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Mental health expert on coping with seasonal depression and holiday changes amid a pandemic

The CDC is urging Americans not to travel for Thanksgiving to prevent the spread of the coronavirus.

SEATTLE — The Centers for Disease Control and Prevention is urging Americans not to travel for Thanksgiving to prevent the spread of the coronavirus.

With the change to holiday plans, on top of dealing with the pandemic and seasonal depression, mental health experts want you to pay attention to how you’re coping with all of this.

"The reality is, I feel like every month that we progress through this, we're saying to ourselves, how can this possibly get worse? And then every month, something else kind of takes us back and hits us,” said Colleen Hilton, founder of Acuity Counseling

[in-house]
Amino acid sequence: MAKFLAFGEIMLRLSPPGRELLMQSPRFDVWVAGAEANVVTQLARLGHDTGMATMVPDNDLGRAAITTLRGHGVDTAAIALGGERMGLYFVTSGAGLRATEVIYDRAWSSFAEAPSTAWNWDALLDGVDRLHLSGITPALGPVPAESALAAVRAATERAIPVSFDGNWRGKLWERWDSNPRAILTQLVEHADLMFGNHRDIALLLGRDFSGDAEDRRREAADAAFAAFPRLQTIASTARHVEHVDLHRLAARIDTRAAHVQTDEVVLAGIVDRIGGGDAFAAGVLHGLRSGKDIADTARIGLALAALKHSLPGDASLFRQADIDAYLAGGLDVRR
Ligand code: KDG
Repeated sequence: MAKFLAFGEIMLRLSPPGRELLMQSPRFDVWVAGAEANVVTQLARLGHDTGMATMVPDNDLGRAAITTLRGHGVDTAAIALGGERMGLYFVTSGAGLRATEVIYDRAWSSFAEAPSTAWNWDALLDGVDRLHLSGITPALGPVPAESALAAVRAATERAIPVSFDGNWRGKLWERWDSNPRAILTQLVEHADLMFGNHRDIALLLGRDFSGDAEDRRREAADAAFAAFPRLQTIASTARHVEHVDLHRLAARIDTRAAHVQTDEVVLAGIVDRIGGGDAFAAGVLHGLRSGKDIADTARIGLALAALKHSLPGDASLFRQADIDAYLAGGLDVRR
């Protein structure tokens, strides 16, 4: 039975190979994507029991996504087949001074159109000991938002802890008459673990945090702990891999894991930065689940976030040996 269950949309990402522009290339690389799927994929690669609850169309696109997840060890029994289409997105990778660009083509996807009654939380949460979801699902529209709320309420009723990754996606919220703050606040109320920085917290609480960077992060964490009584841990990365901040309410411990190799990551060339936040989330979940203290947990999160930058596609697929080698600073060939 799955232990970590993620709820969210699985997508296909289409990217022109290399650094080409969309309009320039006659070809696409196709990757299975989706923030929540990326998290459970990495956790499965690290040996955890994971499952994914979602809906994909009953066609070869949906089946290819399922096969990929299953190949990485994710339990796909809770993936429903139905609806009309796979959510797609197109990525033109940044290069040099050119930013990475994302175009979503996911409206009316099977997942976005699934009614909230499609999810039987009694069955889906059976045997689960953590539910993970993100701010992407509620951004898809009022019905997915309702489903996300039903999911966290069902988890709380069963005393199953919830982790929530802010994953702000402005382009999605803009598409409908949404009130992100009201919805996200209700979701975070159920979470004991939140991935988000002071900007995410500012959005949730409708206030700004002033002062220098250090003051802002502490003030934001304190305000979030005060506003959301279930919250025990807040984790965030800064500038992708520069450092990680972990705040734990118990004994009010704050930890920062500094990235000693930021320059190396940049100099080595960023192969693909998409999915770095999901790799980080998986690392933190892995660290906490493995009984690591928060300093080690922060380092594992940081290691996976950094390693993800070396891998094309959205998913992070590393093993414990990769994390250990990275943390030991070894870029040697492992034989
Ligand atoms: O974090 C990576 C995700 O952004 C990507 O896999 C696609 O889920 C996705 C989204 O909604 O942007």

Having to navigate the constant changes over the course of this year can weigh heavy on anyone.

"We really are kind of experiencing this anxiety around not knowing, and then to try to make plans during the holidays with family, who we don't get to see, we have to shift our mindset,” said Hilton.

Hilton said it's all about getting creative this year in order to stay connected.  

"A lot of people are hanging lights early. I know my family has the house already decked out, because that's one of the things that brings joy, so we're focusing on it,” said Hilton.

"The one thing you would tell someone who's experiencing a moment of heaviness? Honestly, the trick right now is to be mindful, to be present. Our innate response is to try to control these crazy circumstances,” said Hilton

She said it's important to maintain healthy habits like keeping a consistent schedule and getting enough sleep, habits that will help in the long run.

"These are going to be things that impact us for years to come and I think we're really only going to know how much once we start to return to normal life. We're in the trenches, so to speak, right now and we're all just taking it day-by-day, as we should,” said Hilton. 

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